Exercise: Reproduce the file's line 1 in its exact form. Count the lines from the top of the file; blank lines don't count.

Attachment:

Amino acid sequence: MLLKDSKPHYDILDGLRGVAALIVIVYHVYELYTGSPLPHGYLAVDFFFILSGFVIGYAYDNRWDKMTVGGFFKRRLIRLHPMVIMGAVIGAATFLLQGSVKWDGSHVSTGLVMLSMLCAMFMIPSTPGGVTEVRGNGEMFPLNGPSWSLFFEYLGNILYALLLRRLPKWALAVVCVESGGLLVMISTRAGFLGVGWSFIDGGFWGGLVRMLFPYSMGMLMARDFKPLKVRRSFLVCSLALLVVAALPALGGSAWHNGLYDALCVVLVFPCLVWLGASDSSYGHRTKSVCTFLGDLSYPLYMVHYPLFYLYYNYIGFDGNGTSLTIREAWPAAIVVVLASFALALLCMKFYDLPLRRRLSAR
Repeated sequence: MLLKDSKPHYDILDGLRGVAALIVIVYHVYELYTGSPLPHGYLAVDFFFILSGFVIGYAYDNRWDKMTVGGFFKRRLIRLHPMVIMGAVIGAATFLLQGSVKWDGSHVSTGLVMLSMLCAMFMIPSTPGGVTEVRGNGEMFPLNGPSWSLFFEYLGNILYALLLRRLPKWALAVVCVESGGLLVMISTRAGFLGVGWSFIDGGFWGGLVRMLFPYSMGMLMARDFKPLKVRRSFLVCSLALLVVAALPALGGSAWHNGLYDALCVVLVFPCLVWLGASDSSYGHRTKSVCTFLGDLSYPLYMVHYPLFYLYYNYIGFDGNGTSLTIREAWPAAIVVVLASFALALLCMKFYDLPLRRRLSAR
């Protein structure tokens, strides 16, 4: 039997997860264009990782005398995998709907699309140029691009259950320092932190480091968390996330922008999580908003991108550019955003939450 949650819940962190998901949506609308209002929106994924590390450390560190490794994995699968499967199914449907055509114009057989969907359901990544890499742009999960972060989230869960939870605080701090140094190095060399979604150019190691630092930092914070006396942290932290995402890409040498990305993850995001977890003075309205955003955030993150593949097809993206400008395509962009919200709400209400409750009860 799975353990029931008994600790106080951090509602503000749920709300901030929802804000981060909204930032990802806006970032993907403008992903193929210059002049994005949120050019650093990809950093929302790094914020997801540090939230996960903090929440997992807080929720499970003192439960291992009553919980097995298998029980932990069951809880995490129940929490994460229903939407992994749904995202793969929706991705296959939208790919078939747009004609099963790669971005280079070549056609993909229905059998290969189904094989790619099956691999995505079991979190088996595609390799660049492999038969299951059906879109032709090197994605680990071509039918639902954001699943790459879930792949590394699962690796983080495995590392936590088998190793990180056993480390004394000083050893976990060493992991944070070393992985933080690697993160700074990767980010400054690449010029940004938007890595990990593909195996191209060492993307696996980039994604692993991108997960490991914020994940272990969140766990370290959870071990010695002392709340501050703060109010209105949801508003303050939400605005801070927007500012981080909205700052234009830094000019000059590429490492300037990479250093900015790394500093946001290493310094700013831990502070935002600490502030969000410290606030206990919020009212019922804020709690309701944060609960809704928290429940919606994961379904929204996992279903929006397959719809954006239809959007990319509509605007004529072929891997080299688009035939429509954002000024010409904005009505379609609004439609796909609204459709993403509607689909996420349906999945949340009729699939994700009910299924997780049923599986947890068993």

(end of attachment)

Amino acid sequence: MLLKDSKPHYDILDGLRGVAALIVIVYHVYELYTGSPLPHGYLAVDFFFILSGFVIGYAYDNRWDKMTVGGFFKRRLIRLHPMVIMGAVIGAATFLLQGSVKWDGSHVSTGLVMLSMLCAMFMIPSTPGGVTEVRGNGEMFPLNGPSWSLFFEYLGNILYALLLRRLPKWALAVVCVESGGLLVMISTRAGFLGVGWSFIDGGFWGGLVRMLFPYSMGMLMARDFKPLKVRRSFLVCSLALLVVAALPALGGSAWHNGLYDALCVVLVFPCLVWLGASDSSYGHRTKSVCTFLGDLSYPLYMVHYPLFYLYYNYIGFDGNGTSLTIREAWPAAIVVVLASFALALLCMKFYDLPLRRRLSAR